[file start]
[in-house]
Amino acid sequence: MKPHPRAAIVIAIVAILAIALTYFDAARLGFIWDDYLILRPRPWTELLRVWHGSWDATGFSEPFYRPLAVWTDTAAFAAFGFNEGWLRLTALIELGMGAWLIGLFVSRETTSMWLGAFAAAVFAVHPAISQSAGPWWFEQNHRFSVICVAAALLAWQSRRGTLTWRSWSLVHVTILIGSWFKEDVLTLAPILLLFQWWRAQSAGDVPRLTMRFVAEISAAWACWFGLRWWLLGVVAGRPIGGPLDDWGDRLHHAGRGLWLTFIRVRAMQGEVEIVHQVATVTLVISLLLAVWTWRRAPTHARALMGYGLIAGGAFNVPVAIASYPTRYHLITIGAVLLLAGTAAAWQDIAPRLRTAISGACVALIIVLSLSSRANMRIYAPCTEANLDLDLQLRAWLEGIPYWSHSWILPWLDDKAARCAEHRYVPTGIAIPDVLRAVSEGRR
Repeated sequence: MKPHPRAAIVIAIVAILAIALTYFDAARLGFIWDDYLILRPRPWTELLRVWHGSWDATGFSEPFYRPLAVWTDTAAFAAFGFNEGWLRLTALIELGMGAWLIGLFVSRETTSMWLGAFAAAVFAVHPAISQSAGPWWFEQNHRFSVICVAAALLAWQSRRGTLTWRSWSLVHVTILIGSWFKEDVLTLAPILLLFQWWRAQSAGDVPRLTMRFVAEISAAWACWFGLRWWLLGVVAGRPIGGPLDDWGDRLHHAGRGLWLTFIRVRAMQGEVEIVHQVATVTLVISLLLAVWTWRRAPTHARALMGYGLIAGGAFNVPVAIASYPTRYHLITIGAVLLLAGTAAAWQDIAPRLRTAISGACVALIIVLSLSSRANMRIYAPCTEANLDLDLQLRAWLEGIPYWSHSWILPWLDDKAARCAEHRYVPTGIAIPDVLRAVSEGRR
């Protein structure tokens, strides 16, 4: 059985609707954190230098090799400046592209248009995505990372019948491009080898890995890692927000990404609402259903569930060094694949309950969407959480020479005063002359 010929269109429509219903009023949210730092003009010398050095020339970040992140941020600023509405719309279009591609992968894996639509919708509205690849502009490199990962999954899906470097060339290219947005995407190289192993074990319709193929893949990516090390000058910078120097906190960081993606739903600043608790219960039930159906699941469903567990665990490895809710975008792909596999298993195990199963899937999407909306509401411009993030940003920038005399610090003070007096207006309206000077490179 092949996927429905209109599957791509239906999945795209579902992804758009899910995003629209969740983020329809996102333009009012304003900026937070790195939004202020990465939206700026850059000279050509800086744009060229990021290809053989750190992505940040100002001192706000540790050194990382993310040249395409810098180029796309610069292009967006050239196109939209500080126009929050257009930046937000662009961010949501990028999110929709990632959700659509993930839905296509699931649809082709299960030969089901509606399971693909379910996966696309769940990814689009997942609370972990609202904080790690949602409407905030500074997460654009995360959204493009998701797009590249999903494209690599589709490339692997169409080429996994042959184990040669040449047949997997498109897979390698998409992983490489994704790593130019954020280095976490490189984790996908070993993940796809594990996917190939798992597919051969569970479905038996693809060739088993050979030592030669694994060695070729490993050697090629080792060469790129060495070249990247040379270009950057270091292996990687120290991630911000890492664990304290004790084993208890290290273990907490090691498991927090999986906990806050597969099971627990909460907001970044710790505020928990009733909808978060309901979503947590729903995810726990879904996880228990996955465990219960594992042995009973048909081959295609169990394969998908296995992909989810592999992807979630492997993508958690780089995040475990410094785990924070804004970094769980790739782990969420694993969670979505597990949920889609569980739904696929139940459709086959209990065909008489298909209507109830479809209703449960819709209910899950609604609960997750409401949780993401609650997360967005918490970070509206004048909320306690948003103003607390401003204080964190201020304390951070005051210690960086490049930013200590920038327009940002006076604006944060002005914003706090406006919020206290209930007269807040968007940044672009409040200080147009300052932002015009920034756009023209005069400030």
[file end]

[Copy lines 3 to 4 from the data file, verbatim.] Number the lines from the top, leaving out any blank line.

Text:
Repeated sequence: MKPHPRAAIVIAIVAILAIALTYFDAARLGFIWDDYLILRPRPWTELLRVWHGSWDATGFSEPFYRPLAVWTDTAAFAAFGFNEGWLRLTALIELGMGAWLIGLFVSRETTSMWLGAFAAAVFAVHPAISQSAGPWWFEQNHRFSVICVAAALLAWQSRRGTLTWRSWSLVHVTILIGSWFKEDVLTLAPILLLFQWWRAQSAGDVPRLTMRFVAEISAAWACWFGLRWWLLGVVAGRPIGGPLDDWGDRLHHAGRGLWLTFIRVRAMQGEVEIVHQVATVTLVISLLLAVWTWRRAPTHARALMGYGLIAGGAFNVPVAIASYPTRYHLITIGAVLLLAGTAAAWQDIAPRLRTAISGACVALIIVLSLSSRANMRIYAPCTEANLDLDLQLRAWLEGIPYWSHSWILPWLDDKAARCAEHRYVPTGIAIPDVLRAVSEGRR
């Protein structure tokens, strides 16, 4: 059985609707954190230098090799400046592209248009995505990372019948491009080898890995890692927000990404609402259903569930060094694949309950969407959480020479005063002359 010929269109429509219903009023949210730092003009010398050095020339970040992140941020600023509405719309279009591609992968894996639509919708509205690849502009490199990962999954899906470097060339290219947005995407190289192993074990319709193929893949990516090390000058910078120097906190960081993606739903600043608790219960039930159906699941469903567990665990490895809710975008792909596999298993195990199963899937999407909306509401411009993030940003920038005399610090003070007096207006309206000077490179 092949996927429905209109599957791509239906999945795209579902992804758009899910995003629209969740983020329809996102333009009012304003900026937070790195939004202020990465939206700026850059000279050509800086744009060229990021290809053989750190992505940040100002001192706000540790050194990382993310040249395409810098180029796309610069292009967006050239196109939209500080126009929050257009930046937000662009961010949501990028999110929709990632959700659509993930839905296509699931649809082709299960030969089901509606399971693909379910996966696309769940990814689009997942609370972990609202904080790690949602409407905030500074997460654009995360959204493009998701797009590249999903494209690599589709490339692997169409080429996994042959184990040669040449047949997997498109897979390698998409992983490489994704790593130019954020280095976490490189984790996908070993993940796809594990996917190939798992597919051969569970479905038996693809060739088993050979030592030669694994060695070729490993050697090629080792060469790129060495070249990247040379270009950057270091292996990687120290991630911000890492664990304290004790084993208890290290273990907490090691498991927090999986906990806050597969099971627990909460907001970044710790505020928990009733909808978060309901979503947590729903995810726990879904996880228990996955465990219960594992042995009973048909081959295609169990394969998908296995992909989810592999992807979630492997993508958690780089995040475990410094785990924070804004970094769980790739782990969420694993969670979505597990949920889609569980739904696929139940459709086959209990065909008489298909209507109830479809209703449960819709209910899950609604609960997750409401949780993401609650997360967005918490970070509206004048909320306690948003103003607390401003204080964190201020304390951070005051210690960086490049930013200590920038327009940002006076604006944060002005914003706090406006919020206290209930007269807040968007940044672009409040200080147009300052932002015009920034756009023209005069400030």